1/3 cup melted margarine
1 cup pecans
1 unbaked pie shell

Beat eggs well by hand. Add remaining ingredients. Bake in pie shell at 350 degrees for 50 minutes or until a knife remains clean when inserted 1/4 way into the pie.

— Hilda K. Walker

In all its glory

In all its glory

It’s a simple recipe. In the time it took Brady to run to the butcher a few blocks away and back, I’d made the pie crust, the filling, arranged the pecans on top, and popped it in the oven. Still, when we took the first bite, I said (and in more of a stunned than a bragging way), “I think this is one of the best pies I’ve ever made.” Brady, who has over the past decade eaten more of my pies than I can count, agreed.

Recipes for pecan pie are like recipes for lasagna or chili – everybody has their own special way of turning out basically the same dish. However, if you have not yet adopted your pecan pie recipe of choice, may I suggest Mama’s?

It was a pretty rich, unhealthy meal this week – I don’t even want to think about how much butter went into it.  As I learned from an old episode of King of the Hill, “The Louisiana diet will kill a man as surely as the sword.”

Fair enough.  But it’s a very tasty sword.

marshes to mansionsWhile I’m cooking or doing chores, I like to have a little nonsense on in the background.  I watched half a season of Mad Men while making mole, I’ve been known to catch up on a week’s worth of The Daily Show while cleaning the kitchen, and you don’t even want to know how many episodes of Top Chef I have devoured during the cooking of these Junior League meals (all the while fantasizing about competing in a “home chef” season of the show, and even in my fantasies, getting sent home, like, third or something, after Tom Colicchio tells me he’s disappointed in my presentation).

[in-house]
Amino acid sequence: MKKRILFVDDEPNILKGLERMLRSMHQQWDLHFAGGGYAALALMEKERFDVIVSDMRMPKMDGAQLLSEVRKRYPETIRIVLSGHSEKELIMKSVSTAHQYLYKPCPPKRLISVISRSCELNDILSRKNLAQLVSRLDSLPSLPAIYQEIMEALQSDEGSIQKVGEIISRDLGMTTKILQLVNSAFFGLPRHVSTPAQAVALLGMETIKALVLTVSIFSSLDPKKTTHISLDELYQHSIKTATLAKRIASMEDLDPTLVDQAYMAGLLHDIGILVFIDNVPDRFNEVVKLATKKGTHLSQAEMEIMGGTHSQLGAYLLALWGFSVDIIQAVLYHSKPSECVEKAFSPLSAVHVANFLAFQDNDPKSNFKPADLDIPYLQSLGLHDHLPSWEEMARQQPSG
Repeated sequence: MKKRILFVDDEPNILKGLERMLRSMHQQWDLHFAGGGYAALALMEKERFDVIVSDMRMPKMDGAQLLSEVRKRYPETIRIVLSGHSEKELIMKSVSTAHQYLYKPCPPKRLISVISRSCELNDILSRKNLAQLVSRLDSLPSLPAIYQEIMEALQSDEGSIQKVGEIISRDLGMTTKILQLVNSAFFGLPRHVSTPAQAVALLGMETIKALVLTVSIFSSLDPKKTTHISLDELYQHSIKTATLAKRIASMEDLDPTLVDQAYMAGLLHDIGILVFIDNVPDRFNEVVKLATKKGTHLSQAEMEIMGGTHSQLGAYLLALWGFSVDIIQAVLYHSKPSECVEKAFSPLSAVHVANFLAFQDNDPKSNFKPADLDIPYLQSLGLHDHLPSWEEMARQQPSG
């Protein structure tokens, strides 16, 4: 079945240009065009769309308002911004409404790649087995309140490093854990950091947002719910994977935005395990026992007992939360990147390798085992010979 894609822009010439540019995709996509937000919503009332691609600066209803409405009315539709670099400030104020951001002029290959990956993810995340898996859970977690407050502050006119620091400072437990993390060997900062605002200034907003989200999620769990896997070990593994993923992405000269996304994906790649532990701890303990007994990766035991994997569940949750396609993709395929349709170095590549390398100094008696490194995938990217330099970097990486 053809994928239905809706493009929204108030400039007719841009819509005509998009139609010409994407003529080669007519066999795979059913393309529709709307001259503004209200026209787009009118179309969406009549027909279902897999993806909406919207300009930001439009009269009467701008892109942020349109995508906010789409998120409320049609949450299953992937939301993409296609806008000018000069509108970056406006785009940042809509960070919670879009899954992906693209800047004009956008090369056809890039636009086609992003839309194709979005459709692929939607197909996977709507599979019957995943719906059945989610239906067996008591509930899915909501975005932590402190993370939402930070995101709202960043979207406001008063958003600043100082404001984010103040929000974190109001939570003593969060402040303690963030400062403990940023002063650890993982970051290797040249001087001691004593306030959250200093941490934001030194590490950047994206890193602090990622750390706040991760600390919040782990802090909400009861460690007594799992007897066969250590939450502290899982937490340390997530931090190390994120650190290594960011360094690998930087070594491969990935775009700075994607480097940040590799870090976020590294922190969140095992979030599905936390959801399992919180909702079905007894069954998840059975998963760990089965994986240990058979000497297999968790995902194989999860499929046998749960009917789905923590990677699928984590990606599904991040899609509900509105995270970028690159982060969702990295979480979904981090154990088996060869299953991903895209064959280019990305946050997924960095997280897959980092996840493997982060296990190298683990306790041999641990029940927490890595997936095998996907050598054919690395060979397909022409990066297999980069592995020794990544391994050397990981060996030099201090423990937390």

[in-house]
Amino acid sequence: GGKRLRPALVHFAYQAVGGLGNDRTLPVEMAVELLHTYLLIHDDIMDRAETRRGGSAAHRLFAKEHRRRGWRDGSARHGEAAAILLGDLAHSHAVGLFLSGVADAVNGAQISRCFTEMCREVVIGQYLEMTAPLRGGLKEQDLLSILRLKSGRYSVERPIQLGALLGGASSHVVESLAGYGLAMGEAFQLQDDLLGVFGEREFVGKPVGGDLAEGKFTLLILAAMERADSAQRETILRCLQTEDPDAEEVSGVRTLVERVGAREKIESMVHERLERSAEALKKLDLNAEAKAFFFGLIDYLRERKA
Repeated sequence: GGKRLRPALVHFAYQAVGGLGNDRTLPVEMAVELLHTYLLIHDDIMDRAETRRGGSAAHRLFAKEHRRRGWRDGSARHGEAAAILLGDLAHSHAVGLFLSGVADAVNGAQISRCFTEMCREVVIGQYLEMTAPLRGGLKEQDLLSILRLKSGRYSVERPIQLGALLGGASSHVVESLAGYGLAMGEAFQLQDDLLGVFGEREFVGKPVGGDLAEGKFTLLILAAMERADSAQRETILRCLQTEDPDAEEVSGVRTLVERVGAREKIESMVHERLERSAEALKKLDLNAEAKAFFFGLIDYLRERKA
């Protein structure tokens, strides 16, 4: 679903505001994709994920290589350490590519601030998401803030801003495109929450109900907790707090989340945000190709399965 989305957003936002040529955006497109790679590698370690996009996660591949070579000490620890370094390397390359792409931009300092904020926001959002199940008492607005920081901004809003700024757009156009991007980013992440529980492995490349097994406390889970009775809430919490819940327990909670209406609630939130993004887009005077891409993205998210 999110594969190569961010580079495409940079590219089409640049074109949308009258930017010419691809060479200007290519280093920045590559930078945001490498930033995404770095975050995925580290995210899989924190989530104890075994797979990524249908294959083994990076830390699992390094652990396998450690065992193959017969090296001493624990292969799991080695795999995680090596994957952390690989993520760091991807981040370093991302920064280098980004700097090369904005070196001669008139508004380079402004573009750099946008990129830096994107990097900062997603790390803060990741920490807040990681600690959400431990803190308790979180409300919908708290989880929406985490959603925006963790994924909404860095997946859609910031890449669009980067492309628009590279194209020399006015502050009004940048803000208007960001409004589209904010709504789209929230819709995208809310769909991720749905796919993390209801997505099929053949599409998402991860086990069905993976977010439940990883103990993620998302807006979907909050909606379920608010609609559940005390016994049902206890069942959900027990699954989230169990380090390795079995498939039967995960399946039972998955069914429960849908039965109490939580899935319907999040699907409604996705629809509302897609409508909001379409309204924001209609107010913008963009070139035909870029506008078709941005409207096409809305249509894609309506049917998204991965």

But it wasn’t until last week, during an epic and overdue round of spring cleaning, that I truly succumbed to the trashy.  Not philandering ad executives-trashy, or Seth and Summer and Ryan and Marissa-trashy, or even Temptation Island-trashy.  I’m talking rural Louisiana, goth vampires, serial murders, exorcisms, and a local history organization called the Descendents of the Glorious Dead.

After six episodes of True Blood, the apartment was sparkling, and I was addicted to the V.

As the finale of the second season airs this Sunday, I thought this might be a good time to turn my culinary attentions towards the fair state of Louisiana.

jambalaya cookbookNow, the only reason I’ve put off a state with so many Junior Leagues for so long is simply because I couldn’t choose between them.  Of course, there’s River Road Recipes from Baton Rouge, which is probably more famous than any other Junior League cookbook with the possible exception of Charleston Receipts (the oldest Junior League cookbook still in print).  And rightfully so.  But then, there are the Junior Leagues of New Orleans, Lafayette, Lake Charles, and Shreveport, all too good to leave out.

And so I decided not to.

This week, I’ll be cooking a meal with recipes from the following cookbooks:

Talk About Good IIThe Junior League of Lafayette
Marshes to Mansions: The Junior League of Lake Charles
A Cook’s Tour of Shreveport: The Junior League of Shreveport
Jambalaya: The Junior League of New Orleans

Will I be making a pecan pie with the pecans arranged in pretty concentric circles on top like Sookie’s Gram used to make?  You betcha.  And I plan to get up at 6 in the morning, (on my day off, no less), so I can get to the fish market and buy some oysters.

As for River Road Recipes, it will get its own menu sometime in the future.  After all, that’s the book that taught me how to bake biscuits.  And that’s a very special day in a Yankee girl’s life.

Now, I have to get back to my stories.  That vampire soap opera is not going to watch itself.

View recipes and photos from these Louisiana Junior Leagues (Fish Courtbouillon, Tomatoes Provencale, Mama’s Pecan Pie)